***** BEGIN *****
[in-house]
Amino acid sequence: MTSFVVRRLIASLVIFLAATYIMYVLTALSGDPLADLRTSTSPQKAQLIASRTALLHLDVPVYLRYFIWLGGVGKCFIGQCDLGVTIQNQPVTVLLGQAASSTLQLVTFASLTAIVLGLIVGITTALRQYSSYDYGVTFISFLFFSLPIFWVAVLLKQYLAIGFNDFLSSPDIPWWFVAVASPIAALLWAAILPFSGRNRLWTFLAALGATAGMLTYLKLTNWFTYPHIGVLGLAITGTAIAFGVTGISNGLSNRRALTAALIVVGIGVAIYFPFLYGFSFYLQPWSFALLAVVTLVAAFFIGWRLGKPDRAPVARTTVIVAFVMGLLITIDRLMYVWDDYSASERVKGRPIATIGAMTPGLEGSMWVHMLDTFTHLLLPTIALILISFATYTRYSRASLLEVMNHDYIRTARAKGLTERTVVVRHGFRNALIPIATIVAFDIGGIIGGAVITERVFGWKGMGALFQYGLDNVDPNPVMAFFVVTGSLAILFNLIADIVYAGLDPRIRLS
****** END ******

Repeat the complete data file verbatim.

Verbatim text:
[in-house]
Amino acid sequence: MTSFVVRRLIASLVIFLAATYIMYVLTALSGDPLADLRTSTSPQKAQLIASRTALLHLDVPVYLRYFIWLGGVGKCFIGQCDLGVTIQNQPVTVLLGQAASSTLQLVTFASLTAIVLGLIVGITTALRQYSSYDYGVTFISFLFFSLPIFWVAVLLKQYLAIGFNDFLSSPDIPWWFVAVASPIAALLWAAILPFSGRNRLWTFLAALGATAGMLTYLKLTNWFTYPHIGVLGLAITGTAIAFGVTGISNGLSNRRALTAALIVVGIGVAIYFPFLYGFSFYLQPWSFALLAVVTLVAAFFIGWRLGKPDRAPVARTTVIVAFVMGLLITIDRLMYVWDDYSASERVKGRPIATIGAMTPGLEGSMWVHMLDTFTHLLLPTIALILISFATYTRYSRASLLEVMNHDYIRTARAKGLTERTVVVRHGFRNALIPIATIVAFDIGGIIGGAVITERVFGWKGMGALFQYGLDNVDPNPVMAFFVVTGSLAILFNLIADIVYAGLDPRIRLS